- Route: Sierra
- Ride Year: 2017
- Hometown: Plano, Texas
- School Year: Senior
- Major: Aerospace Engineering Honors & Plan II Honors
- Email: firstname.lastname@example.org
About: An emigrant from his hometown of Plano, Texas, Trey quickly converted to the Austin lifestyle through paddle boarding on Lady Bird Lake, exploring the various hiking trails of the Greenbelt, and eating a food truck-centric diet. He is currently in the midst of his fourth year pursuing a dual-degree in Aerospace Engineering Honors and Plan II Honors. Trey recently returned from a semester abroad in Madrid, Spain, and interned at the U.S. Department of State this past summer. His previous work experience includes research at MIT Lincoln Laboratory during the summer of 2015, where he developed enhanced the space control surveillance capabilities for the United States Air Force. He hopes to be able to create national security solutions through leveraging advanced technical knowledge against a firm foundation of historical and political contexts. Around campus, Trey is an Undergraduate Fellow for the Clements Center, a Texas 4000 rider to fight cancer, and a research assistant for Dr. Hans Mark.
Why I Ride
It was the first time I had ever seen my parents look nervous. That’s the only reason the memory imprinted itself into my six-year-old mind. It was the first time that I perceived a chink in the invincible armor that I projected onto my seemingly omnipotent guardians. It was the first time I had heard the words cancer, or chemotherapy. All these words meant to me was my mom also needed nap time, and that other families began to cook us an endless stream of lasagna. The notion that my mom might lose her hair shocked me—when my parents joked about this I broke down, completely inconsolable, screaming “I don’t want you to change!” To say I hoped my mother would get better, while definitely true, does not quite characterize my emotions at the time. It went beyond mere hope, farther than humble optimism; my feelings were a complete, immutable confidence that Mom would get better soon. I was too young to remember of how long “soon” took, but after eight months that my mom was officially in remission, and five years later she was declared cancer free. When asked about my family, or my relationship with my parents, I never talk about Hodgkin’s lymphoma. I have the privilege to talk about how we disagreed about which internship I should pursue, or the honor to say that they just had a cold this past weekend. I was never exposed to the cold statistics that have permeated cancer treatment, from stage number to survival rate to days until next treatment. My first interaction with cancer involved none of the too-precise data analytics that rigidly spurn ideals like love, faith, or hope. All I possessed was the unadulterated belief of my mom’s imminent recovery, and my patience to be there until she was all-better.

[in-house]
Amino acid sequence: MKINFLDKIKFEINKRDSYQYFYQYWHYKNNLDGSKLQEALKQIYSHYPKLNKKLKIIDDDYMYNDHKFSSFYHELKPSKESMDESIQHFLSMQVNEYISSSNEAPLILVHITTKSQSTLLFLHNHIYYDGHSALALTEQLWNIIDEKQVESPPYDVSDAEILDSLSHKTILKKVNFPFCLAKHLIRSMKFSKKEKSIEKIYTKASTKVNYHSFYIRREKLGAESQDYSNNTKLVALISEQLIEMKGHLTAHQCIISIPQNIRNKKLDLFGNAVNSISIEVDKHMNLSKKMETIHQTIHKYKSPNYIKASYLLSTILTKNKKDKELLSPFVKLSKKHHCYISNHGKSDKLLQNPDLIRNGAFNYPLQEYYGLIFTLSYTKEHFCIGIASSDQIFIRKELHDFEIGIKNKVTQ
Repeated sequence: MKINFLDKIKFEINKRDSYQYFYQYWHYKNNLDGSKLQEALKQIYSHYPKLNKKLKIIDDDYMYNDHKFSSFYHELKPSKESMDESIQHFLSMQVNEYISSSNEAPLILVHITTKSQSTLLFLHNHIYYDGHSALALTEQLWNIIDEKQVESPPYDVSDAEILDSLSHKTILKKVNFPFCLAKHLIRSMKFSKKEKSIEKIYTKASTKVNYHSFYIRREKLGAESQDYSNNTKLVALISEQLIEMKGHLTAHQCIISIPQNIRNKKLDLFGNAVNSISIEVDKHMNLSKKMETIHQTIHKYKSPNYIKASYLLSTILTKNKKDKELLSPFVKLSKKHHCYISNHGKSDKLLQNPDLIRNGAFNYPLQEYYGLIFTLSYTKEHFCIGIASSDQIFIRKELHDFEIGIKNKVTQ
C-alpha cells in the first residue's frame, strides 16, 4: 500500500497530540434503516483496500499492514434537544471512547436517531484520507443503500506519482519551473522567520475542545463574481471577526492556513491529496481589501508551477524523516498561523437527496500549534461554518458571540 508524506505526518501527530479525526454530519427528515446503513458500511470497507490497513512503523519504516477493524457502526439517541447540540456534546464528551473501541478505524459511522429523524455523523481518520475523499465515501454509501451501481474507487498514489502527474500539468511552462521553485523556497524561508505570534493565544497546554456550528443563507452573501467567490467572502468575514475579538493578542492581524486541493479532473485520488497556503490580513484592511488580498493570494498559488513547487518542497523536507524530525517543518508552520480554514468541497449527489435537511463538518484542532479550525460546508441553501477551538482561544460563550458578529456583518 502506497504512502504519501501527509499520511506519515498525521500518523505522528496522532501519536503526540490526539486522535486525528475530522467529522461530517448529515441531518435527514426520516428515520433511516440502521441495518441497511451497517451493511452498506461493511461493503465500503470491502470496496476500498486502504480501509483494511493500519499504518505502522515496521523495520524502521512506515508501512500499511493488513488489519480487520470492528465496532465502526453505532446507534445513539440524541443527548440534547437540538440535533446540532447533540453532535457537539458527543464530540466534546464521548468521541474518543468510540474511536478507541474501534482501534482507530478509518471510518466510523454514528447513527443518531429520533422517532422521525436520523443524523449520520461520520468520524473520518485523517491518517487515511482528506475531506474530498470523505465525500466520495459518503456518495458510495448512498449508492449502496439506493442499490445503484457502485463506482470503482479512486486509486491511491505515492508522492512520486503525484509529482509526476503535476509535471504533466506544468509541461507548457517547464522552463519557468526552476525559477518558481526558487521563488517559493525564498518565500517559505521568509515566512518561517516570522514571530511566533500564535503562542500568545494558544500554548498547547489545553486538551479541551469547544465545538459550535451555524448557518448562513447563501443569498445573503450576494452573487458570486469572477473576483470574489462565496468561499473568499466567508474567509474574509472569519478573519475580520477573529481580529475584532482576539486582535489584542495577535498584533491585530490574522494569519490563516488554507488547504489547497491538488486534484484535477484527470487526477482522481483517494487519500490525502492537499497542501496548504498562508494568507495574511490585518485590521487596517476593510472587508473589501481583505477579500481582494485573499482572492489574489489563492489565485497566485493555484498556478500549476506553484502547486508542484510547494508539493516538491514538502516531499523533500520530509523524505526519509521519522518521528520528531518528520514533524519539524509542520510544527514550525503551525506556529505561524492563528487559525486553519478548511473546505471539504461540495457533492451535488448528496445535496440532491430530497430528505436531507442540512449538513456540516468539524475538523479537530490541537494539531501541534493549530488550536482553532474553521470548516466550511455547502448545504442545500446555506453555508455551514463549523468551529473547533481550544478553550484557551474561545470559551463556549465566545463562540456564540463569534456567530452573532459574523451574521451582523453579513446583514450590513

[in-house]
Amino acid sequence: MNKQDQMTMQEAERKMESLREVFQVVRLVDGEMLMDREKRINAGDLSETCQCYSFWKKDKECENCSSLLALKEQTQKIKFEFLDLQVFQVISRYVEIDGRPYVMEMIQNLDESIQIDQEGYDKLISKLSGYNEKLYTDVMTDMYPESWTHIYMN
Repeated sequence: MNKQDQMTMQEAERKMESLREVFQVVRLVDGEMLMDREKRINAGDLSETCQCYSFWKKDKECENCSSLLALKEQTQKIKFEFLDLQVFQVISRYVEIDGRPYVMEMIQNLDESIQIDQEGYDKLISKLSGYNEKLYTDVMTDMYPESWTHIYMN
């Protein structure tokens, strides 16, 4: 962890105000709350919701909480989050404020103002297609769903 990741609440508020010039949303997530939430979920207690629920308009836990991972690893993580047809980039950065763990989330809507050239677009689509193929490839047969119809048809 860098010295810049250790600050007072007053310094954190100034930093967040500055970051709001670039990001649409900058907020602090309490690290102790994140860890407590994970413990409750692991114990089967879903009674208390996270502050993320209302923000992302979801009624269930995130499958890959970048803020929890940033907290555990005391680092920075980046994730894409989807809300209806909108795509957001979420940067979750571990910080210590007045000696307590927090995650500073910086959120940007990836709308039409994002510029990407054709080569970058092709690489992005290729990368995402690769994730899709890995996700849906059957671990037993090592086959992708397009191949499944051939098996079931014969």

During that first talk, my parents committed to giving me the knowledge of what “the C-word” really was. The idea that one’s cells could suddenly go rouge was frankly terrifying; a hideous literal manifestation of the metaphorical “internal battle”. Moreover, while science is clear about how certain activities can increase one’s chances of particular cancers, the vast majority of patients are guilty only of living. It defied my carefully constructed norms of morality: no matter how benign the circumstances, no matter if one does everything right, sometimes some cells simply decide they just really enjoy growing. Early detection is what helped save my mom when I was little, and it recently helped save my grandfather when he was diagnosed with colon cancer last year. A dermatologist constantly monitoring my dad is what has helped prevent a childhood without sunscreen from becoming melanoma. Texas 4000 to me is not about a grand physical undertaking, nor is it chiefly a coming-of-age adventure across North America. Texas 4000 is about spreading hope, knowledge, and charity to every community supporting cancer patients, to every family struggling to find a new normal, to every individual awake at night wondering which side of the survival rate they will fall on. Texas 4000 for Cancer is about making a dent on the steadily falling numbers of women taking mammograms, on improving the rate of men performing prostate cancer tests, on closing the gap between the screenings performed by those with and without insurance.
I wish I could say I actively helped my mom with her fight with cancer. I wish I could say I was more obedient, more appreciative, more understanding. I like to think I would have, but to be perfectly honest I didn’t understand. I was frustrated by the lack of attention, by everyone being physically and emotionally exhausted, and I am still not a fan of lasagna. I did not help my mom fight cancer as much as I could have, but I will to make up for my lackluster effort, to pass forward all of the hope that my community gave my mom. I ride to reach out and help spread hope to another parent with a child who may or may not really understand their family’s situation. I ride to spread knowledge to help a family identify a potentially cancerous growth earlier, to help their statistics look a bit more promising. I ride to be there in case someone decides to voice the thoughts that never stop hovering in the back of their mind. I ride to be there for someone who wants to talk about anything but cancer, whether that be fantasy football, our favorite foods, or portrait photography. I ride to give all of myself: my time, my talent, my treasure toward fighting cancer. Fighting cancer cell by cell, person by person, mile by mile. I will ride a bike to Alaska to fight cancer because of my mom, my dad, and my grandfather. I ride because I know I can help the thousands of families who wonder how to explain to their little kids why one of them may go bald.